Maps and map/satellite image servers (static or interactive) are common place on the Internet: Google Earth, MapQuest, etc.  Often, when I am trying to find out where retail stores, movies, etc. are located, I use Google Earth. This is common for many people.  If you are looking for motels at a destination, for example on a popular website, hotels.com, you can pick the city and then find its location. The maps can show in detail the streets, satellite image and nearby points of interest  The maps for this site are powered by Google.  There are numerous other examples of this on the Internet. This can be integrated with mobile devices such that persons can use these sites to locate a motel while travelling, see the location and then book it.  Navigation systems do some of the same things.  Most people are not aware they are using ‘pseudo-GIS.’  They do give a talking point with people unaware of GIS.

Like many professors teaching Geographic Information Science, I have also used Google Earth to illustrate some aspects of GIS, Remote Sensing and Cartography. Google Earth and others can be very useful in all geographically-oriented courses (i.e., urban planning, urban geography, physical geography, economic geography, etc.)  For students, it is very accessible and can be used with minimal instruction.  Also, if used in a laboratory, it encourages participatory learning. Some of the skills can be readily transferred to GIS, such as zooming, scales, legends, spatial proximity, boundaries, labels, orientation etc.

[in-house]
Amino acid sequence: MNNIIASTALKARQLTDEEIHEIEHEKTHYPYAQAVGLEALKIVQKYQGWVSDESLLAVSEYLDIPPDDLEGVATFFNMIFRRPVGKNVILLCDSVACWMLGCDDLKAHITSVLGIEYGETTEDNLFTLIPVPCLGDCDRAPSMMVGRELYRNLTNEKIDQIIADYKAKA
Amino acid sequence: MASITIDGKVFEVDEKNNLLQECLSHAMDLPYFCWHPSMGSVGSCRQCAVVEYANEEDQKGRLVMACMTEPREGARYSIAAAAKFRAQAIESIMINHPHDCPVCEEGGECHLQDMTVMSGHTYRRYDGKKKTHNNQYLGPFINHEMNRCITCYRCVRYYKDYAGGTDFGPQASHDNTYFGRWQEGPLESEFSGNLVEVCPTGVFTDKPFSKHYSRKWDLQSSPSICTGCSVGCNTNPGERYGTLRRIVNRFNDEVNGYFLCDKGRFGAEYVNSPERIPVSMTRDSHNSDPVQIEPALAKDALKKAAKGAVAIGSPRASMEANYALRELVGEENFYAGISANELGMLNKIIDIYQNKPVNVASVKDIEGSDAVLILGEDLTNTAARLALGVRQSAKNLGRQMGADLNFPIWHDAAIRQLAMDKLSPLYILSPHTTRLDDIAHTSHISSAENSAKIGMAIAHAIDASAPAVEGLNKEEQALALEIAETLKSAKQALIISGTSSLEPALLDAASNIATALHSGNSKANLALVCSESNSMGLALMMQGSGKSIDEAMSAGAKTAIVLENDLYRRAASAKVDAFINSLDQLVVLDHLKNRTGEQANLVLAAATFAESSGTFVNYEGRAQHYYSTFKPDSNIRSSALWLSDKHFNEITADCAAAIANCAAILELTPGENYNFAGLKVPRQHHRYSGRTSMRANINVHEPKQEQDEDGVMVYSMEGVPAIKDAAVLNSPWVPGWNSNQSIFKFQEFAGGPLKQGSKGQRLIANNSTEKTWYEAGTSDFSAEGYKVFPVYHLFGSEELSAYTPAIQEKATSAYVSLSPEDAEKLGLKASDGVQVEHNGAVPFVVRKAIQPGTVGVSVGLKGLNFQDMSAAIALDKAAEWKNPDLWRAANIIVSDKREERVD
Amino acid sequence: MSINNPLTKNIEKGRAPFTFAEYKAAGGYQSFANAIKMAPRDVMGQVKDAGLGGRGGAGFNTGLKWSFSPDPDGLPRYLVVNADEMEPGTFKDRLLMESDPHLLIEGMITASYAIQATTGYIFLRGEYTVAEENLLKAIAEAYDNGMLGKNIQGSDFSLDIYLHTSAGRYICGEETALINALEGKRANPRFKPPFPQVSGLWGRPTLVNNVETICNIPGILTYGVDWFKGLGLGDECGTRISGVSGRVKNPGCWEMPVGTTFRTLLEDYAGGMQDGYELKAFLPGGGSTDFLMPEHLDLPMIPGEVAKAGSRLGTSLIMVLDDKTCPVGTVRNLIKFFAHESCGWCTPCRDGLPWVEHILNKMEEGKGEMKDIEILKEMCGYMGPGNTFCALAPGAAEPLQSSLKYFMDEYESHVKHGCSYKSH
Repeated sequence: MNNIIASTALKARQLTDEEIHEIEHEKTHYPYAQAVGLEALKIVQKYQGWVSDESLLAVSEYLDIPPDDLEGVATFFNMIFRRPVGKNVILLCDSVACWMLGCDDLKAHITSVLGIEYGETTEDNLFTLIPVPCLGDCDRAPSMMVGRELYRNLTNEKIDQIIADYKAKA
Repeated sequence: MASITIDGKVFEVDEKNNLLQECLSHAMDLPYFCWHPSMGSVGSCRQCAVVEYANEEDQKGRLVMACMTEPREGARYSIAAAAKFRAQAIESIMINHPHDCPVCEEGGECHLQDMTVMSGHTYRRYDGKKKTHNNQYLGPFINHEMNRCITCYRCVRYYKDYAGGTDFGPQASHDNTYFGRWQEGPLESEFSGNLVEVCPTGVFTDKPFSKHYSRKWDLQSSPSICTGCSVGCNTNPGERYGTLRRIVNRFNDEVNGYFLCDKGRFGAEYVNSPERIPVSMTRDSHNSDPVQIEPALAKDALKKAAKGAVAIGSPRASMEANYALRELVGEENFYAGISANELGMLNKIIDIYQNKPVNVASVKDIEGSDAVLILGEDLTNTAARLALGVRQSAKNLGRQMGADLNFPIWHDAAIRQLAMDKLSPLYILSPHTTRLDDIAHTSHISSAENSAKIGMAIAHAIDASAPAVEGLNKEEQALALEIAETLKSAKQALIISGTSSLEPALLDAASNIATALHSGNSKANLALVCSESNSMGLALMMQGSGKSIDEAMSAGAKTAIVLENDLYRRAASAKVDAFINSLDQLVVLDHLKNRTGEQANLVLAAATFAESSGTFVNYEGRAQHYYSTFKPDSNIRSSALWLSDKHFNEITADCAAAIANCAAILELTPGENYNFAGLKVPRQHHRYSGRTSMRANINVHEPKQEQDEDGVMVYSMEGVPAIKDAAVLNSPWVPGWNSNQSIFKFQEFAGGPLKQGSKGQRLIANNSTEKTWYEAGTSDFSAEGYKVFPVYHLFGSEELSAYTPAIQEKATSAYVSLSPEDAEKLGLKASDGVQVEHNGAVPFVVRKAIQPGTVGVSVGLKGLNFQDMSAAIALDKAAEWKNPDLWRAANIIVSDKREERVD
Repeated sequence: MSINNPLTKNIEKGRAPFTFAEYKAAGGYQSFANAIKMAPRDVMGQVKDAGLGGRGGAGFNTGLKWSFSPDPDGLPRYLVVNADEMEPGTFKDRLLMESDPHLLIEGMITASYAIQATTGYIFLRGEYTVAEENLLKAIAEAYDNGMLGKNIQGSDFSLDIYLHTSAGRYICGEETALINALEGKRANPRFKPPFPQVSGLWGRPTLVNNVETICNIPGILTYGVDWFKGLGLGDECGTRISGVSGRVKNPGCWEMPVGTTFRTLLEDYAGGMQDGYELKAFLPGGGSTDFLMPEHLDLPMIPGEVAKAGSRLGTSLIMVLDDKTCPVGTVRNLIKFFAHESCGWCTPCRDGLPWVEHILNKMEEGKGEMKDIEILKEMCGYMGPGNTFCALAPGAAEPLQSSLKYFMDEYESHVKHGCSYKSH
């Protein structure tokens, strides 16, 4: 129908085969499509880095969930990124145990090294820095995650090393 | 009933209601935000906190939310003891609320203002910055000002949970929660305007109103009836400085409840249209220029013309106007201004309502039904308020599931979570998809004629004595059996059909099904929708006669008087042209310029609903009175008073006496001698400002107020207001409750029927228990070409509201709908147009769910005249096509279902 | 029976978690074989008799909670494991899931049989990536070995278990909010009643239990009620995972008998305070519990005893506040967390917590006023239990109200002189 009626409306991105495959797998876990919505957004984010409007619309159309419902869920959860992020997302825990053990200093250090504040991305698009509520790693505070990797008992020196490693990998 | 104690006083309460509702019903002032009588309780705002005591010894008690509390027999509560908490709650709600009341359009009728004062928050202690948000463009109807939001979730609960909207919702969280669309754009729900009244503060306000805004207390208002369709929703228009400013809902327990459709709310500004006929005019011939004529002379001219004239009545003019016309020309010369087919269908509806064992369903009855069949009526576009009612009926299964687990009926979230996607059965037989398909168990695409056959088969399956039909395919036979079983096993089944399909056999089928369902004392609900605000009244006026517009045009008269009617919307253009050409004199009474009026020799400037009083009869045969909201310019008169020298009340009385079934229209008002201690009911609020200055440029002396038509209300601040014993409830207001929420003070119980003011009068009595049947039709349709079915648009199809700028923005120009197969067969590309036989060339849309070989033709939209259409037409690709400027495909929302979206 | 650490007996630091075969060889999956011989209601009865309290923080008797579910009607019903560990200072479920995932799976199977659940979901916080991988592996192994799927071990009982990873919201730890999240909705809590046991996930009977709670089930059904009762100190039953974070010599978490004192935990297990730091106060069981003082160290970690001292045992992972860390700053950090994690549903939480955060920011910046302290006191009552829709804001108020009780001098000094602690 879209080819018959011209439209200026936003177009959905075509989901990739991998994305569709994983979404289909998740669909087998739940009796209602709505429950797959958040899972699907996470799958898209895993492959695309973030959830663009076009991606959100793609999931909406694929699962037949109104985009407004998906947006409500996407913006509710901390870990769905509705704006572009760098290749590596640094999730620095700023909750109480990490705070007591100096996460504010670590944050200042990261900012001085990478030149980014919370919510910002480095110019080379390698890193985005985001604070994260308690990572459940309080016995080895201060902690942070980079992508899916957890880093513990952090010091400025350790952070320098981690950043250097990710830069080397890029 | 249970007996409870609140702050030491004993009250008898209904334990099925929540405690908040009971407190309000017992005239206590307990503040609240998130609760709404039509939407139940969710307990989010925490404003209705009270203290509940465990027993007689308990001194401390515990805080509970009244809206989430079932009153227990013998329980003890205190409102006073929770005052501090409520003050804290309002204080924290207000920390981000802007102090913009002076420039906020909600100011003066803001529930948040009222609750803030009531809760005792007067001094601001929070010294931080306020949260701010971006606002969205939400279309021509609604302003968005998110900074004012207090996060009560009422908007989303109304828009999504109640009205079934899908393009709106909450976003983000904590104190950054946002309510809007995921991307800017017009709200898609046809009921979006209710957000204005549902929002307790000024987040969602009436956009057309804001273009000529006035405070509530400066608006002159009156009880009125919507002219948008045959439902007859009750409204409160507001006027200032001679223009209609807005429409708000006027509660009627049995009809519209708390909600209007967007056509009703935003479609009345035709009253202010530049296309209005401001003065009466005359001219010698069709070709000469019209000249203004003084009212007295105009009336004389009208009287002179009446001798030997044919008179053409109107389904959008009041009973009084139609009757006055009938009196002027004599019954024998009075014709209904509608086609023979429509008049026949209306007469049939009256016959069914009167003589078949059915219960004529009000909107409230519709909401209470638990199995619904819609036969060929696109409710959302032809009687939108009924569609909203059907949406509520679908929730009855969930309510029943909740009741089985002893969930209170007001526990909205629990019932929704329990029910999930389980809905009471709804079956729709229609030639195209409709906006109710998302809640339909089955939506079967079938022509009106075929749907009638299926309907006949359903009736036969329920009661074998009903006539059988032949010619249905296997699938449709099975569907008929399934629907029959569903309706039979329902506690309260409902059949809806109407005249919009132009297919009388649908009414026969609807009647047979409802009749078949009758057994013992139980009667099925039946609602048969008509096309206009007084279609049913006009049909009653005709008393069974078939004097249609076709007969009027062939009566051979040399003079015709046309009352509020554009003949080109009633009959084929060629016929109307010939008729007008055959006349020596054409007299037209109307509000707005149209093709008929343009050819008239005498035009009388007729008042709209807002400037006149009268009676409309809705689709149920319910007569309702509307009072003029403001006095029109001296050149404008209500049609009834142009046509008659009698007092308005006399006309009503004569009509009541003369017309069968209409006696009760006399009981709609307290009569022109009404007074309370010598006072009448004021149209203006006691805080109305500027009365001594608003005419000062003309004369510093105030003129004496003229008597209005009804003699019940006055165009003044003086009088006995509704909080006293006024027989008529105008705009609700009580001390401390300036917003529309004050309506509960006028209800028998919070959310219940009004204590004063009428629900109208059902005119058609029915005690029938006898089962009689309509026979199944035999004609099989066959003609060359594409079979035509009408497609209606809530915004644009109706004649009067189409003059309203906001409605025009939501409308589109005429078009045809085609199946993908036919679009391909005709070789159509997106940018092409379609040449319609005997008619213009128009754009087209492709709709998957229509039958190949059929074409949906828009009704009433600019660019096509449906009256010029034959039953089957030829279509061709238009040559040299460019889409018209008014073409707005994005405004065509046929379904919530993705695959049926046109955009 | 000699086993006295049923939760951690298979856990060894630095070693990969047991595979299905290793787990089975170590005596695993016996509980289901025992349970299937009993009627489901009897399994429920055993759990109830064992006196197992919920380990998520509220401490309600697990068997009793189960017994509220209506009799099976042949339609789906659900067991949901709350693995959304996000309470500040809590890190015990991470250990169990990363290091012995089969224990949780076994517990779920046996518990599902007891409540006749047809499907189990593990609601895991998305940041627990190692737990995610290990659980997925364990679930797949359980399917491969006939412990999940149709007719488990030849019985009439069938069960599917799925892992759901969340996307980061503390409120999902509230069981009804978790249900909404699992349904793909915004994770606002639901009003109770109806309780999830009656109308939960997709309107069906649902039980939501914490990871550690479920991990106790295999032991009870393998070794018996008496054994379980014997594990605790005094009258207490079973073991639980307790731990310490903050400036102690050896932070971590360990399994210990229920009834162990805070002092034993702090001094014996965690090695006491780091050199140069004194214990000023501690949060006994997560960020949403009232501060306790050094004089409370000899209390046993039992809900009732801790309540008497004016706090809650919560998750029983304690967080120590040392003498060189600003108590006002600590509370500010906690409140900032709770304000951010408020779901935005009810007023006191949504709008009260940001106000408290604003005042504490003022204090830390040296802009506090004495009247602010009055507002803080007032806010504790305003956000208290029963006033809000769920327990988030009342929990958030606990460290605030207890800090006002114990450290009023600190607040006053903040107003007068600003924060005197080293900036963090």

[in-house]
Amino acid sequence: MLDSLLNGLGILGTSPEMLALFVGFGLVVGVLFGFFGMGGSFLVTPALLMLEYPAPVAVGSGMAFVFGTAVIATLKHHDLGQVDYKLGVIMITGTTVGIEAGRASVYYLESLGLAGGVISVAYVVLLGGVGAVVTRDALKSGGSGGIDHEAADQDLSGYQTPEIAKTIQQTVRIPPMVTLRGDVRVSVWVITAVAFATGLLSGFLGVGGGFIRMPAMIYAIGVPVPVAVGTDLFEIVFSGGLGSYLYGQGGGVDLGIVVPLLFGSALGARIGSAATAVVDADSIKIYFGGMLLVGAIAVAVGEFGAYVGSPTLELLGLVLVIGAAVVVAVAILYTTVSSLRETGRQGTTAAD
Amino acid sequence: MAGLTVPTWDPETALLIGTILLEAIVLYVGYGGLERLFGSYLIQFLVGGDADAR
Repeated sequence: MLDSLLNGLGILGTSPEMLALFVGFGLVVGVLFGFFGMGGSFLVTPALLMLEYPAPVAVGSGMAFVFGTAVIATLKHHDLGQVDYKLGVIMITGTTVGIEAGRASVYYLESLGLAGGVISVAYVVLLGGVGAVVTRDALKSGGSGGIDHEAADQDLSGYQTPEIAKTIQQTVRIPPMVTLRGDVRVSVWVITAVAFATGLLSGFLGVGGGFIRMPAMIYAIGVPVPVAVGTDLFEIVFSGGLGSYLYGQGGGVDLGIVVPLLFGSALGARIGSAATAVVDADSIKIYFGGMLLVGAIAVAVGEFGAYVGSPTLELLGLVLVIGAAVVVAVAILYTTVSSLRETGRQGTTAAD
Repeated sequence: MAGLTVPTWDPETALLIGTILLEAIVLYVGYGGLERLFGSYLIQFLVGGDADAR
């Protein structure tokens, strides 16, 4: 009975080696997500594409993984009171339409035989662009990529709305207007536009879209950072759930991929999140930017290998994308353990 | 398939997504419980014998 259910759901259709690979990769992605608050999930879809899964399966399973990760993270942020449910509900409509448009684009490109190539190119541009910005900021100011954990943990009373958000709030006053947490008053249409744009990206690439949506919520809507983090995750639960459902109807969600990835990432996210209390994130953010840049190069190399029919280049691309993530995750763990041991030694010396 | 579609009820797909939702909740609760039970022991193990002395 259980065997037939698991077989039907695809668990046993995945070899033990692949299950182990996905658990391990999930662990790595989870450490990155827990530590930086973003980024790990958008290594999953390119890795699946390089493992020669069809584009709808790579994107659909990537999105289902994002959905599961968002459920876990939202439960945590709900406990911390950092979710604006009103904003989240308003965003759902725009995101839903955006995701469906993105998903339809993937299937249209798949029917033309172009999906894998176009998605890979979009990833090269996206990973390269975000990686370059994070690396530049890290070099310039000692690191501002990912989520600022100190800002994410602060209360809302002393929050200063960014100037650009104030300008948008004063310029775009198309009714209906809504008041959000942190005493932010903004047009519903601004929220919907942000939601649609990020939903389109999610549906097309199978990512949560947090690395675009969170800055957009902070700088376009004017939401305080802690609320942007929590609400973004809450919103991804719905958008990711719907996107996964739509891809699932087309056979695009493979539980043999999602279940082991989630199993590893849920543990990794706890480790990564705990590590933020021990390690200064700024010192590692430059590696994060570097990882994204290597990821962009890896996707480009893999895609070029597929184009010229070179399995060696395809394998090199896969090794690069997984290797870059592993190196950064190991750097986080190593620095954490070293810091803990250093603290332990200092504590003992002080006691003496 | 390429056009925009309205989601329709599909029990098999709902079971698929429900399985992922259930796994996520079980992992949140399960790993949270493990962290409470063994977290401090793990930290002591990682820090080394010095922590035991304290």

There are also some serious efforts to bring the power of GIS to the public, such as MapSrver . This is one example of open source GIS, but some have a higher degree of usability than others. Others ‘GIS on the web’ websites are providing geographic information for public inclusion and transparency in government, such as redistricting information for Wisconsin. These maps are created with ArcGIS Online.  There are many more examples of online GIS of government and non-profit organizations